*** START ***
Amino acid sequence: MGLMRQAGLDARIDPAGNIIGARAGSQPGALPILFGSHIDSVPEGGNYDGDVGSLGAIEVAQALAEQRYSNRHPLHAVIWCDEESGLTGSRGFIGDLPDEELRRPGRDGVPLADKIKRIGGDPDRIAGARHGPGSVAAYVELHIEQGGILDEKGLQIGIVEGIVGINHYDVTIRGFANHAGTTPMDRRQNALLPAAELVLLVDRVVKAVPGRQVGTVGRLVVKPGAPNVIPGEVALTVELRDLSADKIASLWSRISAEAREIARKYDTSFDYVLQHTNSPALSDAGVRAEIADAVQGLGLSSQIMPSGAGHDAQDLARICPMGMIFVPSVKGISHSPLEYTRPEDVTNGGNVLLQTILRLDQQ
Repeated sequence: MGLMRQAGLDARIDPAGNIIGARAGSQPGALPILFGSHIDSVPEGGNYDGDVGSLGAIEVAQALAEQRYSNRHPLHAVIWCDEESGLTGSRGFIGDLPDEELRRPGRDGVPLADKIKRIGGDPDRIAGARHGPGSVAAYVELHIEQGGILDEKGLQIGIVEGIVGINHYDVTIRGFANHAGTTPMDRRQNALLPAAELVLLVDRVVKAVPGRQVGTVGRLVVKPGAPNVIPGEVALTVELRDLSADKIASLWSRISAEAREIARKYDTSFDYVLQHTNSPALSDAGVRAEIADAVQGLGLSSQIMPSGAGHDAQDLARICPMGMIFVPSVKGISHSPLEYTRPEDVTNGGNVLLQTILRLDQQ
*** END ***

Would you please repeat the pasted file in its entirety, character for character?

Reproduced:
Amino acid sequence: MGLMRQAGLDARIDPAGNIIGARAGSQPGALPILFGSHIDSVPEGGNYDGDVGSLGAIEVAQALAEQRYSNRHPLHAVIWCDEESGLTGSRGFIGDLPDEELRRPGRDGVPLADKIKRIGGDPDRIAGARHGPGSVAAYVELHIEQGGILDEKGLQIGIVEGIVGINHYDVTIRGFANHAGTTPMDRRQNALLPAAELVLLVDRVVKAVPGRQVGTVGRLVVKPGAPNVIPGEVALTVELRDLSADKIASLWSRISAEAREIARKYDTSFDYVLQHTNSPALSDAGVRAEIADAVQGLGLSSQIMPSGAGHDAQDLARICPMGMIFVPSVKGISHSPLEYTRPEDVTNGGNVLLQTILRLDQQ
Repeated sequence: MGLMRQAGLDARIDPAGNIIGARAGSQPGALPILFGSHIDSVPEGGNYDGDVGSLGAIEVAQALAEQRYSNRHPLHAVIWCDEESGLTGSRGFIGDLPDEELRRPGRDGVPLADKIKRIGGDPDRIAGARHGPGSVAAYVELHIEQGGILDEKGLQIGIVEGIVGINHYDVTIRGFANHAGTTPMDRRQNALLPAAELVLLVDRVVKAVPGRQVGTVGRLVVKPGAPNVIPGEVALTVELRDLSADKIASLWSRISAEAREIARKYDTSFDYVLQHTNSPALSDAGVRAEIADAVQGLGLSSQIMPSGAGHDAQDLARICPMGMIFVPSVKGISHSPLEYTRPEDVTNGGNVLLQTILRLDQQ